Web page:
Consider this scenario: You are taking a road trip and decide to take a detour through the Paiute Tribe Reservation. As the Carson desert stretches far and wide over the horizon, a glittering blue lake appears with rising peaks and strange towers dotting the shores. It’s eerily beautiful. As you get closer, you see all these anglers perched up high on…what are those? Ladders? You have arrived at Pyramid Lake, one of the most unique and renowned fishing spots in the country. 

Are you ready to catch some big fish?

fisherman holding trout caught in pyramid lake

Pyramid Lake

Pyramid Lake is approximately 15 miles long, 11 miles wide, and 350 feet at its deepest point. It lies within the Pyramid Lake Paiute Tribe’s Reservation 35 miles northeast of Reno, Nevada and is not only considered a valuable asset to the tribe living on the reservation due to recreation, but is also a very spiritual place.

Legend goes that Pyramid Lake was formed by a mother’s tears who missed her children. She cried for so long that she turned into stone while the water rose around her. The Great Mother can still be seen in tufa form on the eastern shore of the lake with a basket by her side.

As a desert lake, the geographical features of Pyramid are truly unique. Dotted along the banks are towering white-ringed tufas, which are very old mounds made of calcium carbonate which internally crystallize. They slowly disintegrate over time which creates tube-like fissions, pillow-like layers, and mushroom- or broccoli-looking towers. Tufas were likely formed during the last Ice Age between 13,000 and 26,000 years ago when the lake was one of seven bodies of water that made up ancient pluvial Lake Lahontan. Pyramid is now the only remaining lake out of the seven.

Anaho Island is in the middle of Pyramid Lake, however, access to the island is restricted. The Island is a National Wildlife Refuge, home to a colony of American white pelicans, California gulls, Caspian terns, great blue herons, and snowy egrets.

The Truckee River flows into Pyramid bringing fresh water from Lake Tahoe 121 miles away to mix with the alkaline lake water. However, there is no outlet from Pyramid; the rivers have long since dried up. Instead, the salinated water leaves the lake through evaporation.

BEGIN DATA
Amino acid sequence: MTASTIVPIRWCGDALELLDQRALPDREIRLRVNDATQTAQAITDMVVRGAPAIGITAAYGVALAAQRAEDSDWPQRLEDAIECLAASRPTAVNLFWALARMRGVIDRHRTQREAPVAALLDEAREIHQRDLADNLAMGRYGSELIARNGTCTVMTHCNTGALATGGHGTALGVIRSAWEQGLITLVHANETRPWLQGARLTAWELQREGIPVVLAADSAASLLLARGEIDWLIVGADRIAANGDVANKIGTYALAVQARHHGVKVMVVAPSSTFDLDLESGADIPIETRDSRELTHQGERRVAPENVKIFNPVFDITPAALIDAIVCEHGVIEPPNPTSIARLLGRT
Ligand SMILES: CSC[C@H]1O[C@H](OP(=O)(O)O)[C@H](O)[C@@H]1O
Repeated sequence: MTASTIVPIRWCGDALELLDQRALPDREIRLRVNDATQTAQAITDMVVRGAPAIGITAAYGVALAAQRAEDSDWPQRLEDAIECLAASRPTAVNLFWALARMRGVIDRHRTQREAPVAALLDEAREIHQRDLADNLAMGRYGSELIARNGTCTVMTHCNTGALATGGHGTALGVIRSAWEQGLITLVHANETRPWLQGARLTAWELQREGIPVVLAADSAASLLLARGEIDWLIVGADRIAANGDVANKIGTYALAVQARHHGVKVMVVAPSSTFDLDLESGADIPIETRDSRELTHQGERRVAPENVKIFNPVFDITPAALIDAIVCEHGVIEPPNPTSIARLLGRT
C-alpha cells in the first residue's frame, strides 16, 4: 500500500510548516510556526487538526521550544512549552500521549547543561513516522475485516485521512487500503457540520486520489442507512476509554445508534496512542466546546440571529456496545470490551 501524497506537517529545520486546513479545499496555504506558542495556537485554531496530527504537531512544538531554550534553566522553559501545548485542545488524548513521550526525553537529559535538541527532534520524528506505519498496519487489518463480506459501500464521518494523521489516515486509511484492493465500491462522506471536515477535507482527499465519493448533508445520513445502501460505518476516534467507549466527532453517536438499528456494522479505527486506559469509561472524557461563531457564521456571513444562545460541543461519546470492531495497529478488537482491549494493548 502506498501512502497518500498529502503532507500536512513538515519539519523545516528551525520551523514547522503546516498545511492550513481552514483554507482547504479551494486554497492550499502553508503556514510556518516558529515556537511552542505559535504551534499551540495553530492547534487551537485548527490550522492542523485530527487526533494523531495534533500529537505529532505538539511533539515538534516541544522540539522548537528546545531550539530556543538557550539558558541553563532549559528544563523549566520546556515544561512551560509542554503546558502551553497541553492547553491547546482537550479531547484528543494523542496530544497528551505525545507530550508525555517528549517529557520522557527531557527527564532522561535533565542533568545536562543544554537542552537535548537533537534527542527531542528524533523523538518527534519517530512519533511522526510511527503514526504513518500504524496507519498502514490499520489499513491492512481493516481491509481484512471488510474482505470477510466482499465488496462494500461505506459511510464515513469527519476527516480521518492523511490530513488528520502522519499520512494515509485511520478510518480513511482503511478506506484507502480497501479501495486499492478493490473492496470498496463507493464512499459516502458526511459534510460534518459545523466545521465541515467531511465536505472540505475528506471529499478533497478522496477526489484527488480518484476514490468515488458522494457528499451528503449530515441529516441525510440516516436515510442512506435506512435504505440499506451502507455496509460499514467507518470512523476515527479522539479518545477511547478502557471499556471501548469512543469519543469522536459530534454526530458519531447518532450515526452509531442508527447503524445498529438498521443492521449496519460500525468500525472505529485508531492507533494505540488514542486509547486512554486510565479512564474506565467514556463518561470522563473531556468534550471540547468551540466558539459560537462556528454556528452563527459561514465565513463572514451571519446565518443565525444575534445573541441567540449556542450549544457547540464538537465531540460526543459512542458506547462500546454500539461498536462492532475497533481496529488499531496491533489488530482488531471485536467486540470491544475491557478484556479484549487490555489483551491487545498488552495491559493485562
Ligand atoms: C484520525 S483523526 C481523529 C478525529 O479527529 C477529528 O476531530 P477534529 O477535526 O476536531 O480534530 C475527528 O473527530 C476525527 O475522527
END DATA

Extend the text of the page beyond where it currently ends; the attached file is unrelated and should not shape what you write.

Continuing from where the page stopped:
Fishing at Pyramid Lake

Fishing at Pyramid is done a little differently. Anglers, specifically fly fishermen going after Lahontan cutthroat trout, set up ladders so they can get as deep as they can without wading above their chests. This is especially useful in the winter when the water can get pretty frigid and when the wind suddenly picks up and the waves get huge!

Another reason why anglers use ladders is due to the sudden drop-offs on the lake’s sandy floor. It is not uncommon for the bottom to go from a few feet, fine for wading, and suddenly drop to 15 feet or deeper. Alternatively, there are parts of the lake that stay shallow and won’t drop for 100 yards or more which makes casting difficult that far from the shore.

Lahontan cutthroat trout feed close to the shore but hang out by the drop-offs. Ladders can provide fishermen with height for sight, safety from dangerous water, and help with casting. Plus, it’s a unique tradition. Anglers initially used milk crates to fish Pyramid for decades which evolved into ladders, even ones that are equipped with chairs and custom features.

Pyramid Lake fishing season for Lahontan cutthroats opens October 1 and runs through June 30. Sacramento perch season is open year-round.

pyramid lake

Fishing Regulations

  • Barbless hooks only
  • No bait allowed (including worms, eggs, scent, power bait, organic matter)
  • Catch and release preferred
  • Allowed to keep two Lahontan cutthroat trout 17-20 inches or one over 24 inches and one smaller; allowed to keep 10 perch per day